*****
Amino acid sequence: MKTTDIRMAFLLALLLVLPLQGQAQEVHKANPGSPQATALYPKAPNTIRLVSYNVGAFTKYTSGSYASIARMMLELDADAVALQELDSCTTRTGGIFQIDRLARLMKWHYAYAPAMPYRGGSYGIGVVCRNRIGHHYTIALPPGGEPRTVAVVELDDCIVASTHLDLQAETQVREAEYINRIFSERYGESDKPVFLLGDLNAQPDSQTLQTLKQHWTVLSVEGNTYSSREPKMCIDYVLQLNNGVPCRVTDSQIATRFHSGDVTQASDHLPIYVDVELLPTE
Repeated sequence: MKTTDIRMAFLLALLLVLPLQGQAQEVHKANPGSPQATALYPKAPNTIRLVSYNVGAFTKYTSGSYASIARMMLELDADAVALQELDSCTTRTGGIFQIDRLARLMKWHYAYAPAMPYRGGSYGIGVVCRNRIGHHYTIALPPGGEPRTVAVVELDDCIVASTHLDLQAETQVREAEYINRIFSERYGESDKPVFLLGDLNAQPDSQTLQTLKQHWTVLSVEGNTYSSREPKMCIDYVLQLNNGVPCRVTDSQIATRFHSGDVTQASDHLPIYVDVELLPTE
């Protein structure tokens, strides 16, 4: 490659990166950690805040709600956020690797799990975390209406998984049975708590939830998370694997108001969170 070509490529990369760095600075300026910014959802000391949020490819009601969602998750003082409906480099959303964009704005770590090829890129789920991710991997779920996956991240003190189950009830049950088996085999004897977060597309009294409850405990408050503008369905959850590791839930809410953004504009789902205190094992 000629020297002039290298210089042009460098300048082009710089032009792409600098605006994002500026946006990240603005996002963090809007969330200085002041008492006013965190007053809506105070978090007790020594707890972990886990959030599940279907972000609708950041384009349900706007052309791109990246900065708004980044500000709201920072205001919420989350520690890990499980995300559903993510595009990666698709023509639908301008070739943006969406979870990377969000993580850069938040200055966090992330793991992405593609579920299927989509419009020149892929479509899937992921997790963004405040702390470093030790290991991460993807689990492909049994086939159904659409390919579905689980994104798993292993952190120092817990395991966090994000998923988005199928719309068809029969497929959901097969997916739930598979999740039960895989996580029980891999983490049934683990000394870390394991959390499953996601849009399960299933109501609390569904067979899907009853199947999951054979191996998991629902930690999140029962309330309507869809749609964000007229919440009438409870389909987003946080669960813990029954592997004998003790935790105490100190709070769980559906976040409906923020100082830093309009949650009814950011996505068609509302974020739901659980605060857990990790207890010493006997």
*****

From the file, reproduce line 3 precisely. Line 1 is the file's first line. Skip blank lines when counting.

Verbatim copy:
């Protein structure tokens, strides 16, 4: 490659990166950690805040709600956020690797799990975390209406998984049975708590939830998370694997108001969170 070509490529990369760095600075300026910014959802000391949020490819009601969602998750003082409906480099959303964009704005770590090829890129789920991710991997779920996956991240003190189950009830049950088996085999004897977060597309009294409850405990408050503008369905959850590791839930809410953004504009789902205190094992 000629020297002039290298210089042009460098300048082009710089032009792409600098605006994002500026946006990240603005996002963090809007969330200085002041008492006013965190007053809506105070978090007790020594707890972990886990959030599940279907972000609708950041384009349900706007052309791109990246900065708004980044500000709201920072205001919420989350520690890990499980995300559903993510595009990666698709023509639908301008070739943006969406979870990377969000993580850069938040200055966090992330793991992405593609579920299927989509419009020149892929479509899937992921997790963004405040702390470093030790290991991460993807689990492909049994086939159904659409390919579905689980994104798993292993952190120092817990395991966090994000998923988005199928719309068809029969497929959901097969997916739930598979999740039960895989996580029980891999983490049934683990000394870390394991959390499953996601849009399960299933109501609390569904067979899907009853199947999951054979191996998991629902930690999140029962309330309507869809749609964000007229919440009438409870389909987003946080669960813990029954592997004998003790935790105490100190709070769980559906976040409906923020100082830093309009949650009814950011996505068609509302974020739901659980605060857990990790207890010493006997």